Experiencing new adventures

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Whether you’re a native or a visitor, there are exciting things to see and do in the Sunshine State.

Ponder this question: When did you last do something for the first time? 

Thanks to my grown stepson Kyle visiting from Indiana recently, he had a list of first-time adventures he wanted to explore—and some were new for me, too. 

High on his list was visiting NASA Kennedy Space Center, which we did immediately after he landed in Florida. We were mesmerized by the huge orbiter of the space shuttle Atlantis on display, with its payload bay doors open. We also felt like we were in space watching the five-story-tall movie screen bring to life riveting 360-degree visuals shot by astronauts from the International Space Station, and we marveled at seeing images of Earth in a new light. 

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Airboat ride on the waters of Lake Panasoffkee.

July marks the 50th anniversary of astronaut Neil Armstrong setting foot on the moon, and the Saturn V rocket that launched Apollo 11 took off from the space center. After seeing projections of the historic moon-landing footage, it was thrilling to walk below the 363-foot-long Saturn V, the largest rocket ever flown in space.

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Airboat ride on the waters of Lake Panasoffkee.

Another new experience for Kyle and me was zooming across the waters of Lake Panasoffkee in an airboat from Swamp Fever Airboat Adventures. The speed and swift turns were more thrilling than an amusement ride, and our captain also steered us into three miles of gentle calmness in secluded Sumter County swamp filled with serene scenery and beautiful wildlife. We gushed over seeing baby gators and even a momma alligator sunning on a log with one of her babies on her back.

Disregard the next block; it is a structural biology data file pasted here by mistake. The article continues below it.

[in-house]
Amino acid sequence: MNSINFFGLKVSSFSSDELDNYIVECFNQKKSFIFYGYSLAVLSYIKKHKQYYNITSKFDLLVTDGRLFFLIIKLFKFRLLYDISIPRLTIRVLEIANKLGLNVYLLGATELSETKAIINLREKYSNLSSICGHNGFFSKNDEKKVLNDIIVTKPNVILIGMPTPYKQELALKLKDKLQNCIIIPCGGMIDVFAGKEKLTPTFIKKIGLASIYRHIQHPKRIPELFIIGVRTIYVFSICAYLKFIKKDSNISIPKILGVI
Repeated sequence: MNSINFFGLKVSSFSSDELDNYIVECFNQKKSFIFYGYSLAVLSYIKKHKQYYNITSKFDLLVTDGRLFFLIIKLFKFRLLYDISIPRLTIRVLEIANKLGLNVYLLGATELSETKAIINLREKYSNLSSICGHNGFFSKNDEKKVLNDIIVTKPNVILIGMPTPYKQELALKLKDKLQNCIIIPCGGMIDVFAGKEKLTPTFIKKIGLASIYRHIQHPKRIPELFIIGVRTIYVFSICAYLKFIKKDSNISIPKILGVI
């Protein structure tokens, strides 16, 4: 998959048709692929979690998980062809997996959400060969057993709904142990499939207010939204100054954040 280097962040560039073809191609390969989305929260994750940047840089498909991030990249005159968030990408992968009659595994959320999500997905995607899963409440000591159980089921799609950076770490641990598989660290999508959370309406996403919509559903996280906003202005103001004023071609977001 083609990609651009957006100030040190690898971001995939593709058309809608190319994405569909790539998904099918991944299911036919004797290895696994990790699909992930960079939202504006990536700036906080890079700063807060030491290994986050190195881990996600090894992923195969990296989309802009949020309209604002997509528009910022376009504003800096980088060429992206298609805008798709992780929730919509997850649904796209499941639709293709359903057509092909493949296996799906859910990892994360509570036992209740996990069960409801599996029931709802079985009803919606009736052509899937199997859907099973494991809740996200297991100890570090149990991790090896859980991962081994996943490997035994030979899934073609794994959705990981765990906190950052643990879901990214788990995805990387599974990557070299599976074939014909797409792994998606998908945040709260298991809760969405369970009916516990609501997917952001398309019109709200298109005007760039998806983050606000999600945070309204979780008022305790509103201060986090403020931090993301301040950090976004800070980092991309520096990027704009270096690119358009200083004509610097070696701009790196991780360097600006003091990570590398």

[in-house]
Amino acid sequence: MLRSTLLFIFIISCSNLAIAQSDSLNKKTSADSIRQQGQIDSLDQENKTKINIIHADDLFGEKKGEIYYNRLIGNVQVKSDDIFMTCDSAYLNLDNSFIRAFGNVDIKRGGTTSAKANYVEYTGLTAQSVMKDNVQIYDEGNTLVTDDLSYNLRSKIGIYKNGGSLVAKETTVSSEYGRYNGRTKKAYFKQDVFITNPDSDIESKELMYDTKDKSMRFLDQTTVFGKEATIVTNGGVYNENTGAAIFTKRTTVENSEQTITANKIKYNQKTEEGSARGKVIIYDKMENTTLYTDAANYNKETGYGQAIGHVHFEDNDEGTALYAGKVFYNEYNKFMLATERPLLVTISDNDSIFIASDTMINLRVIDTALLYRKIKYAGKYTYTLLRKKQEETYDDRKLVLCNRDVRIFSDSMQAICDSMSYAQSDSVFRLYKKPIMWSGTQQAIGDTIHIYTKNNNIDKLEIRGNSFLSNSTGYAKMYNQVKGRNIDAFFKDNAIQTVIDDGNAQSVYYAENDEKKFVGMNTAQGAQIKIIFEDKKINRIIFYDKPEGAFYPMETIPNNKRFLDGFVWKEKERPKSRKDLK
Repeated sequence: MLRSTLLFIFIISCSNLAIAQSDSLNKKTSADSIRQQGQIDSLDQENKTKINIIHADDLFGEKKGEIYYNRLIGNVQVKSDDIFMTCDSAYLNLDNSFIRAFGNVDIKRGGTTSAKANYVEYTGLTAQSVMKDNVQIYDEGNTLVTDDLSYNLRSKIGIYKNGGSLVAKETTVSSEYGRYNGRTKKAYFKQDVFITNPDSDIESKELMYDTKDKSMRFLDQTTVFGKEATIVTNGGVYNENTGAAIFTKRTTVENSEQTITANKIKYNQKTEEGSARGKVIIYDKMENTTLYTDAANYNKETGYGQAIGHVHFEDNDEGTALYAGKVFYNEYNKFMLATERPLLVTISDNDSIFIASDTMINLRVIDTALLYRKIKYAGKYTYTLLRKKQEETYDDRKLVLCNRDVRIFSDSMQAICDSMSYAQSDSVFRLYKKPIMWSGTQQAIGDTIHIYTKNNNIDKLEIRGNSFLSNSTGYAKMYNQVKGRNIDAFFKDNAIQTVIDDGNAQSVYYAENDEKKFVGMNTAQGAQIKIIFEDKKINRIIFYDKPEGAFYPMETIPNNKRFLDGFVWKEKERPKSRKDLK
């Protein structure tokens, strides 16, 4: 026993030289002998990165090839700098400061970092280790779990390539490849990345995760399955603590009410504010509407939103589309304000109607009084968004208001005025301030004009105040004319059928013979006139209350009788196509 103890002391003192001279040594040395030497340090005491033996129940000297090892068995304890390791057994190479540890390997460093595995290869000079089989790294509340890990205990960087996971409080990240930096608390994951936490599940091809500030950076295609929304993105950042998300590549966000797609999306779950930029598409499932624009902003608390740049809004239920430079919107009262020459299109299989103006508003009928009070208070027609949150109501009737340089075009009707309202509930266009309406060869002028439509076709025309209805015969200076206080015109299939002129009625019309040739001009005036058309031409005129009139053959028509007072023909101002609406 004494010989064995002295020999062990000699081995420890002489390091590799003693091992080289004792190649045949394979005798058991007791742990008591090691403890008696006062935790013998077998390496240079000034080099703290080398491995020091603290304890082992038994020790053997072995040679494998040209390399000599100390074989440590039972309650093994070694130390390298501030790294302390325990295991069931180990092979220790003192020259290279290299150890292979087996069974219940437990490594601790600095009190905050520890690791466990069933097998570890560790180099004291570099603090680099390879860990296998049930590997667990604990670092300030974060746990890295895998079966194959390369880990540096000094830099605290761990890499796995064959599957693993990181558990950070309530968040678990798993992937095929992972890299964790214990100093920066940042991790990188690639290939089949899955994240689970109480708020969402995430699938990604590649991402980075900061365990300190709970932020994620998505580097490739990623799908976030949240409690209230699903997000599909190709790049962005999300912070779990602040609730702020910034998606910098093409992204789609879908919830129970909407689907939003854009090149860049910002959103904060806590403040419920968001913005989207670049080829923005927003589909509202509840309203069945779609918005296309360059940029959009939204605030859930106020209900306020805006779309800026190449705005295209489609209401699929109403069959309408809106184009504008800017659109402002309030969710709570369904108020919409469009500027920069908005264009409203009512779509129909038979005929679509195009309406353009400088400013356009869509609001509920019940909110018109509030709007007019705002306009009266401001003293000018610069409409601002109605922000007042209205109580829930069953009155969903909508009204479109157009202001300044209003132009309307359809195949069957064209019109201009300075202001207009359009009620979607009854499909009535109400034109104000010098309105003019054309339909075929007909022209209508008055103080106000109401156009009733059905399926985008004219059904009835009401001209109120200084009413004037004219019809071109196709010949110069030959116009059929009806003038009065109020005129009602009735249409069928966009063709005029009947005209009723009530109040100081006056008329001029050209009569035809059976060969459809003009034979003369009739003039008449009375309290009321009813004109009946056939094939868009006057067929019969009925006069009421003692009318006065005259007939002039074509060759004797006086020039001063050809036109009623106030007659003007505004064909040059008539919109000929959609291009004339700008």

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Kyle Campbell and Theresa Campbell with alligator Ali.

One of the surprising thrills after the ride was the chance to hold Ali, a female alligator. “That was awesome!” Kyle said, while quickly posting a photo of him and the gator for his Facebook friends to see. 

About the Author

Originally from Anderson, Ind., Theresa worked for The Herald-Bulletin for many years. After experiencing a winter with 53 inches of snow, her late husband asked her to get a job in Florida, and they headed south. Well known in the area, Theresa worked with The Daily Sun and The Daily Commercial prior to joining Akers. “I finally have my dream job. I’ve wanted to work for a magazine since I was a teenager, and I’m very excited to be here,” Theresa says. “There is such positive energy at Akers that it’s infectious.” Theresa has three grown daughters—Julia lives in San Francisco, Emily is in Austin, Tex., and Maria is at the University of Central Florida.
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